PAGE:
I think selling cards is also kind of a lost art to the non-Super Collector. Not everyone will pay full book on an $80 card. Many people will buy such cards on places like eBay. However, how many actually sell? It’s easy to sell a $100 card on eBay (even if only to get $20 for it). I could then take that $20 cash and buy the $80 card on the same site that I really wanted. This isn’t a new concept. However, I think kids don’t always realize that you have to give up something to get something. I have become pretty good at “taking someone else’s junk and turning it into my own personal gold”. This is the “being resourceful” I was talking about. To get that same $80 card, you sometimes have to sell a popular $10 card for $5-6, where you can then pay $5-6 for a $20 card that is #’d/50. Then I trade that $20 card to someone who really wants it and I get a $25 card in return. I continue the process until I get the $80 card that I wanted in the first place. It might take several trades to get there, but in the end, I get it. Not only is it good collecting (where everyone is happy), but you get what you want in the end. That’s what makes a Super Collector.
What also is right about the formula is that this formula not only makes good trading, but it’s just good business and a good life lesson. You take a little money and you turn it into something bigger. You become resourceful.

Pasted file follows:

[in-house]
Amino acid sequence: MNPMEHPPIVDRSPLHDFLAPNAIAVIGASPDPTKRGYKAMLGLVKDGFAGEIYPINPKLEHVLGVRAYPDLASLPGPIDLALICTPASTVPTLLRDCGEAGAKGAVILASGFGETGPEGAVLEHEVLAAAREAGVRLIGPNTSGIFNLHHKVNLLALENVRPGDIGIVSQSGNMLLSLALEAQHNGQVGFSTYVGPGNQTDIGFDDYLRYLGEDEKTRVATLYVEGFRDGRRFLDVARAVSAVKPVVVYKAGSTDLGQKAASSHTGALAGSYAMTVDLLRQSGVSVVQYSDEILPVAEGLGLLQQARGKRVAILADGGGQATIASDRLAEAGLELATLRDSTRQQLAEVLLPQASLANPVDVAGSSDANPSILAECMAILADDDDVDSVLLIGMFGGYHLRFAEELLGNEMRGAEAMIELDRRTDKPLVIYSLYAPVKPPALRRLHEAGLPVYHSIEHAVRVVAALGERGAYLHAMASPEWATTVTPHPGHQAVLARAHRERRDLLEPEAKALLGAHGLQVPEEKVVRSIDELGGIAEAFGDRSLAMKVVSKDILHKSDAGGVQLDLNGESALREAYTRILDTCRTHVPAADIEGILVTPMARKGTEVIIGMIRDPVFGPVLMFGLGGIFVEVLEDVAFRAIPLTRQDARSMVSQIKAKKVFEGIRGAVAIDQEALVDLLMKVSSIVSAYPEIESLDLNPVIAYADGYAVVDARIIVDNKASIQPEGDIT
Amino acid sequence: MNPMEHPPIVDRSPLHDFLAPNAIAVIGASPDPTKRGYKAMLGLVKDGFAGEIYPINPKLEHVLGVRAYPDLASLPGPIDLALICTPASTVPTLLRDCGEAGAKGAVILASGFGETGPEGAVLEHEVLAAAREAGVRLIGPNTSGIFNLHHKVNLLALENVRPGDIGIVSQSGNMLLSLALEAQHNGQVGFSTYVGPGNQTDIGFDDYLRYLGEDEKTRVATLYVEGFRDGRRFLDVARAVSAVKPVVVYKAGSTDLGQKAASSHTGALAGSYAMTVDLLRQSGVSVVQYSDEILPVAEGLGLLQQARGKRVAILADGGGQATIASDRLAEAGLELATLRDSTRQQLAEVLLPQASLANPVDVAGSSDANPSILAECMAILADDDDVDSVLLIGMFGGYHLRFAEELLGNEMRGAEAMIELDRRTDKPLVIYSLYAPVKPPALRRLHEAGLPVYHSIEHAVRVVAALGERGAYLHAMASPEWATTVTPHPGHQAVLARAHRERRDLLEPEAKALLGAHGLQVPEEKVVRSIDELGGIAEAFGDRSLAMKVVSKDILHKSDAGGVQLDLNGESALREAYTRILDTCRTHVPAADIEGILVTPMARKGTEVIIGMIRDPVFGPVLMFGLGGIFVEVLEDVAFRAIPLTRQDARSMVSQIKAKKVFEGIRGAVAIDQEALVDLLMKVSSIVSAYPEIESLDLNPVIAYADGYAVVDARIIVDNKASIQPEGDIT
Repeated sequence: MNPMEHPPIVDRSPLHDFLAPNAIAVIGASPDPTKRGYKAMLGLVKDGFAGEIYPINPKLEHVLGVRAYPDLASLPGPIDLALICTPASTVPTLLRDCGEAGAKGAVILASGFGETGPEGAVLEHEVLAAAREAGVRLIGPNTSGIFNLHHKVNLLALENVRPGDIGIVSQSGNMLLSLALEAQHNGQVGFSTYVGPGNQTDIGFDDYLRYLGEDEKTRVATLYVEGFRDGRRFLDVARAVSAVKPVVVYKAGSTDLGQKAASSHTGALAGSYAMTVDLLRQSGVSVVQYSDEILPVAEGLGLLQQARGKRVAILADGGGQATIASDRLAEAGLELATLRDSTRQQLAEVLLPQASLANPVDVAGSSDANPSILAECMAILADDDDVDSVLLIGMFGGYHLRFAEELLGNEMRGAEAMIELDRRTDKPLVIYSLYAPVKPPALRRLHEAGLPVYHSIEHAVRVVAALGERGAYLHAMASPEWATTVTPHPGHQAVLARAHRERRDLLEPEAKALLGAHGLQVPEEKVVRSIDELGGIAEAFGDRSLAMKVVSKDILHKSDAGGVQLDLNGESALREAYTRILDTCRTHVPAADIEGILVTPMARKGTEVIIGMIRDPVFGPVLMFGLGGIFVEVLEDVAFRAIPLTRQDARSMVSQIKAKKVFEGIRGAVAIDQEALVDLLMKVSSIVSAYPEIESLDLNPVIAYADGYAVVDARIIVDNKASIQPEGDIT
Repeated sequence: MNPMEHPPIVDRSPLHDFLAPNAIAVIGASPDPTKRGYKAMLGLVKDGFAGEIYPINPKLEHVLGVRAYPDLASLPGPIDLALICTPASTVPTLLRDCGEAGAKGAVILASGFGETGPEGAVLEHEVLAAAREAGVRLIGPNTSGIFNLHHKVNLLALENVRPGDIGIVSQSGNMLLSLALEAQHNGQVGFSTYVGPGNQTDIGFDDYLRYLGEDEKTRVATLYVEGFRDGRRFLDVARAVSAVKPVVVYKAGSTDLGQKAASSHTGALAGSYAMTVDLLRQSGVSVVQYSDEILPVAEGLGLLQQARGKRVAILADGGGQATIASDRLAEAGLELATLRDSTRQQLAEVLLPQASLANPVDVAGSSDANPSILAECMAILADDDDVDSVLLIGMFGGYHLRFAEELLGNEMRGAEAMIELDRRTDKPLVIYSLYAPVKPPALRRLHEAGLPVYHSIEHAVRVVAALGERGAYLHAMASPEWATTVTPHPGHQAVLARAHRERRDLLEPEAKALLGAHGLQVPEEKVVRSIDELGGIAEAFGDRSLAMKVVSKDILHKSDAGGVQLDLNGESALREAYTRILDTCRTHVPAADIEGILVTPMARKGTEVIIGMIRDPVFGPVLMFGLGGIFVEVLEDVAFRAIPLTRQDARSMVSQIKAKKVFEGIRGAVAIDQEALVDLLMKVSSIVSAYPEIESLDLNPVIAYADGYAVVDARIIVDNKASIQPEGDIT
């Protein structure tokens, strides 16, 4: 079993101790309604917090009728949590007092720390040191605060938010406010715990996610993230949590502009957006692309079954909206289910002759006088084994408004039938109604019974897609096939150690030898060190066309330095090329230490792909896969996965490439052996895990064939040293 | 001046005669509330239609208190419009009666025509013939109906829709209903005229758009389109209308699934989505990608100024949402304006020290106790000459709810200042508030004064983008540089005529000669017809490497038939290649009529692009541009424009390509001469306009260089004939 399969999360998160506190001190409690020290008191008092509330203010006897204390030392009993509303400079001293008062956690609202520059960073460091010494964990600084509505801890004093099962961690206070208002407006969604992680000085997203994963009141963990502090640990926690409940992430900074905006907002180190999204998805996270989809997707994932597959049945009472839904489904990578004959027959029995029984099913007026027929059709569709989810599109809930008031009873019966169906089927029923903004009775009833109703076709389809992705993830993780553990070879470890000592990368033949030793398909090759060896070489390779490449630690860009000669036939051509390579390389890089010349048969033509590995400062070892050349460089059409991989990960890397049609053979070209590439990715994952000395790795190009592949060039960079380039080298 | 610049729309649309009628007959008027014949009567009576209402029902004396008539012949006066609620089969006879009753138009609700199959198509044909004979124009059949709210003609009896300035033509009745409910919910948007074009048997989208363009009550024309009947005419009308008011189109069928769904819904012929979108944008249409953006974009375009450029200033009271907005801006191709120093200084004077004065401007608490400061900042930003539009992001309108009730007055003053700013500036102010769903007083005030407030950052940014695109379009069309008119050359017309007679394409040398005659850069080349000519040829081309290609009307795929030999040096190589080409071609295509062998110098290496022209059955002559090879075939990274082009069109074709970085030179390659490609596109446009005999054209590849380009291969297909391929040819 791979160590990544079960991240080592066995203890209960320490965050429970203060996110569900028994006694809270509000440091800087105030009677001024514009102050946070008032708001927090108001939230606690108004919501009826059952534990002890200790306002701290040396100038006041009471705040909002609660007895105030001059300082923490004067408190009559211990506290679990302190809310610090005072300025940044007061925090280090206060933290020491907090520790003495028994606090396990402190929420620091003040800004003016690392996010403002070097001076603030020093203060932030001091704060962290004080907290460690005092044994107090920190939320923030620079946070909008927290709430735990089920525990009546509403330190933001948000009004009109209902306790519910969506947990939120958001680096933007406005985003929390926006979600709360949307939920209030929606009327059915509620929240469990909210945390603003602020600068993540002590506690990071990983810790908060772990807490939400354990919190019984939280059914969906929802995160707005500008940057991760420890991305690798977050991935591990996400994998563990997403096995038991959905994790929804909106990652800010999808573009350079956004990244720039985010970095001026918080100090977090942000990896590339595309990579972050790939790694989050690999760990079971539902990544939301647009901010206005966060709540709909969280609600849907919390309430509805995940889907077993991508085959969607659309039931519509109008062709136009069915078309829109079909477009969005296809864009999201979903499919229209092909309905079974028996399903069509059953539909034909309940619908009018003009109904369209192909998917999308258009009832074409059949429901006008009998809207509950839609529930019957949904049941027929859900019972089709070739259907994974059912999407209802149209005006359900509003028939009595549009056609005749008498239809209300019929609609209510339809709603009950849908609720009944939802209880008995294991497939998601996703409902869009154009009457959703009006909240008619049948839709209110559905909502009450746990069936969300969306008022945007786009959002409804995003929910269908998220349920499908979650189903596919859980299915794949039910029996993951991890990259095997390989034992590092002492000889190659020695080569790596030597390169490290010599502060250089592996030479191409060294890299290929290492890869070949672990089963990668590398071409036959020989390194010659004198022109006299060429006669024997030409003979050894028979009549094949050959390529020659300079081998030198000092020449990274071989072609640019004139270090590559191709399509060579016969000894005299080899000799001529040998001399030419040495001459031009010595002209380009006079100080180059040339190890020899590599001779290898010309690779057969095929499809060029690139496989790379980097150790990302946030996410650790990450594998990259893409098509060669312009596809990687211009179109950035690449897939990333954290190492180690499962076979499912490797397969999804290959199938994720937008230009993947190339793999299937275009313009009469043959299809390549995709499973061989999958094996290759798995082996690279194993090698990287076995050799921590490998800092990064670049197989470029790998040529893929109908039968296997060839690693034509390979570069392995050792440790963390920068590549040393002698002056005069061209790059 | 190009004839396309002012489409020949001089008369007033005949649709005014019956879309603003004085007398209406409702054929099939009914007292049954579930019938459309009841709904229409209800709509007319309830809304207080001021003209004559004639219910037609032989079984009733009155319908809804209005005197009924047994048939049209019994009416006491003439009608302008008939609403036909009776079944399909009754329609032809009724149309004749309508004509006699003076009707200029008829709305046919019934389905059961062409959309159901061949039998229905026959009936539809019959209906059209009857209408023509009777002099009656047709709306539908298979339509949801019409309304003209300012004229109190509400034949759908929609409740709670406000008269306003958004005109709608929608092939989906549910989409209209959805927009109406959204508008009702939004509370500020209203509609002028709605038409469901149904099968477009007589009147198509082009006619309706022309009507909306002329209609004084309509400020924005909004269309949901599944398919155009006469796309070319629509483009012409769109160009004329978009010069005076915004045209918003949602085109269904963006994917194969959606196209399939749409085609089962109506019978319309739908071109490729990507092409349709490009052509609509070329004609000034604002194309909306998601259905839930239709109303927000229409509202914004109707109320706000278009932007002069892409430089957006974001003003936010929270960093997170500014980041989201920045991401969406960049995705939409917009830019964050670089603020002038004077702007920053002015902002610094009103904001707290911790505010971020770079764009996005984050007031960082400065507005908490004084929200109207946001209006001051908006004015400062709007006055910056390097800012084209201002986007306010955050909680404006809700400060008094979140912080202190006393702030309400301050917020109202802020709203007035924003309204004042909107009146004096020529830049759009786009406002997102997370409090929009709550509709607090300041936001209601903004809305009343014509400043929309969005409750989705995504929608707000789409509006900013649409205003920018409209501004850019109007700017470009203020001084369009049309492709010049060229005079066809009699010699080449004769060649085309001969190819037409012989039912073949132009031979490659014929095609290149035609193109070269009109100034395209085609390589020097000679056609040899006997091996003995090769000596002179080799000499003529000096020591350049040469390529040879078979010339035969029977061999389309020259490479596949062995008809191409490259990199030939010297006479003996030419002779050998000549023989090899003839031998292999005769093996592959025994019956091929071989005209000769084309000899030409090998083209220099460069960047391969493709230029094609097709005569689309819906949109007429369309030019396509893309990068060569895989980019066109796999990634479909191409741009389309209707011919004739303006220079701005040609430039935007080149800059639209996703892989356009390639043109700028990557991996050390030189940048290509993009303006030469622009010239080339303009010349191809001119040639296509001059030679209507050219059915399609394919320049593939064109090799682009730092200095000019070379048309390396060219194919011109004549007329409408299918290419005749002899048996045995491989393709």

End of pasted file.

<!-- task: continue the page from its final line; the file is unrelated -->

For those of you who look to become a Super Collector, look to start small. Become a Super Collector Lite first. Don’t be afraid to give up cards and don’t be afraid to make trades, even if they are smaller trades. Even if you don’t get there, it is okay. It’s all about the climb (hey, don’t knock me because I’m quoting Miley Cyrus – I said it before she did!).
I’ll never reach the levels of some of the guys here. But in my local circle, I’m doing pretty good as a Super Collector Lite. Life is good.
|Print article||This entry was posted by Pheebs888 on November 27, 2010 at 4:11 am, and is filed under Contest Entries, Hobby Articles. Follow any responses to this post through RSS 2.0. You can skip to the end and leave a response. Pinging is currently not allowed.|
No comments yet.
about 3 years ago - 1 comment
By Andrew Farn aka MasonRaymond0320 With thousands and thousands of cards hitting the trading card market, each and every year, it is difficult to pinpoint one single PC card that you will go after, for a certain period of time. I know that for me, it has been a challenge to pick one particular card…
about 3 years ago - No comments
By Richard McAdam aka RGM81 In this hobby there are a number of different types of collectors: there are the case breakers, the set builders, the team collectors, the player collectors, the flavour of the month collectors, and the casual collectors that dabble in a little bit of everything. Most collectors fit into multiple categories,…